Code optimizations have also resulted in up to 30 percent more performance in Windows Hello for Business logins, as well, Dispensa added.

Want more? Microsoft’s full video is below.

As PCWorld's senior editor, Mark focuses on Microsoft news and chip technology, among other beats.

PCWorld helps you navigate the PC ecosystem to find the products you want and the advice you need to get the job done.

Read full article at Axios

The daily business briefing: September 9, 2021

WTHR 09 September, 2021 - 06:42am

Prosecutors told jurors Wednesday at the start of the trial of Elizabeth Holmes, founder of Theranos Inc., that she defrauded patients and investors to raise cash and keep the now-dissolved blood-testing startup afloat. "Out of time and out of money, Elizabeth Holmes decided to lie," said Robert Leach, an assistant U.S. attorney. Leach said Holmes, a Stanford University dropout who led the company to a $9 billion valuation before it imploded, falsely claimed the company's revolutionary technology could test for numerous health problems with drops of blood. Theranos' high-powered investors included former Education Secretary Betsy DeVos and Rupert Murdoch, executive chairman of News Corp., owner of The Wall Street Journal. Holmes' lawyers said she was a hardworking entrepreneur whose business simply failed, like many startups.

The Biden administration on Wednesday unveiled a plan to put the United States on a path to get nearly half its electricity from solar power by 2050. Meeting the goal would require major upgrades to the power grid, which currently gets less than 4 percent of its electricity from solar energy. The big jump roughly matches what most climate scientists say is necessary to avert the worst damage from climate change. The Energy Department said in a new report that the U.S. will have to double the solar energy equipment installed over the next four years, then double it again by 2030 to achieve the growth necessary to meet the long-term target. President Biden made reducing planet-warming emissions a focus of his campaign. He announced last month that he wants all new cars to be electric by 2030.

Treasury Secretary Janet Yellen on Thursday urged Congress to quickly raise the U.S. debt limit, warning that the economy could be severely damaged if lawmakers let the federal government run out of money. She said without action that could happen "during the month of October." A debt-limit standoff could cause uncertainty that will hurt financial markets, Yellen said. "We have learned from past debt limit impasses," the secretary wrote in a letter to congressional leaders, "that waiting until the last minute to suspend or increase the debt limit can cause serious harm to business and consumer confidence, raise short-term borrowing costs for taxpayers, and negatively impact the credit rating of the United States."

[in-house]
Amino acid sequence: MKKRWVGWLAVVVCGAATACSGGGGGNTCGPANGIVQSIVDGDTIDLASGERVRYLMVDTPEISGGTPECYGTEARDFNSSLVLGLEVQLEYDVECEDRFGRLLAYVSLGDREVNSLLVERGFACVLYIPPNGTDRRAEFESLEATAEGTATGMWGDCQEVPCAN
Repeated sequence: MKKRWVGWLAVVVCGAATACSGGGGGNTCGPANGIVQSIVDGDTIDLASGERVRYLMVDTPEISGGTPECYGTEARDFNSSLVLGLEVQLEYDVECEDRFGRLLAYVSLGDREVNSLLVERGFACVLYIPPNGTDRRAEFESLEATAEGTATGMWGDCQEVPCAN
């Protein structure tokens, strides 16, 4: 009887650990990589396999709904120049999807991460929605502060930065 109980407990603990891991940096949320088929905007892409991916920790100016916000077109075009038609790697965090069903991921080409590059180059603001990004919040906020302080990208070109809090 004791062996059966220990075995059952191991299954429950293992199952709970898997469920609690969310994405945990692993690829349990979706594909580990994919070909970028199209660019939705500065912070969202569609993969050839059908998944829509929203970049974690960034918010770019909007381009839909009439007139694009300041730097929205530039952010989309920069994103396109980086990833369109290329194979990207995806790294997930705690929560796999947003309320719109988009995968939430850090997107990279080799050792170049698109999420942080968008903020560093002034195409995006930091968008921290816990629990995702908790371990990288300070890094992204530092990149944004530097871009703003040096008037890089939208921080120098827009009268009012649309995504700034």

U.S. stock index futures fell early Thursday ahead of weekly data on jobless claims. The Dow Jones Industrial Average, the S&P 500, and the Nasdaq all were down by about 0.3 percent several hours before the opening bell. The Dow and the S&P 500 fell by 0.2 percent and 0.1 percent on Wednesday, their third straight day of declines. The tech-heavy Nasdaq, which hit a record high on Tuesday, lost 0.6 percent as Facebook, Apple, Netflix, and Google-parent Alphabet shares all fell. Signs of labor-market turmoil caused by the coronavirus pandemic continued, as the Labor Department's Job Openings and Labor Turnover Survey showed there were two million more job openings than unemployed people in July.

Senate Majority Leader Chuck Schumer (D-N.Y.) said Wednesday that the Senate was "moving full-speed ahead" on President Biden's $3.5 trillion budget plan, rejecting a call from some Democrats to slow down the timeline. "We want to keep going forward. We think getting this done is so important," Schumer told reporters during a conference call. The statement came after moderate Sen. Joe Manchin (D-W.Va.) called for a "pause" in the push to pass the key component of Biden's economic and legislative agenda. "Instead of rushing to spend trillions on new government programs and additional stimulus funding, Congress should hit a strategic pause on the budget-reconciliation legislation," Manchin, who wants to trim the package to $1 trillion to $2 trillion, wrote in a Wall Street Journal op-ed.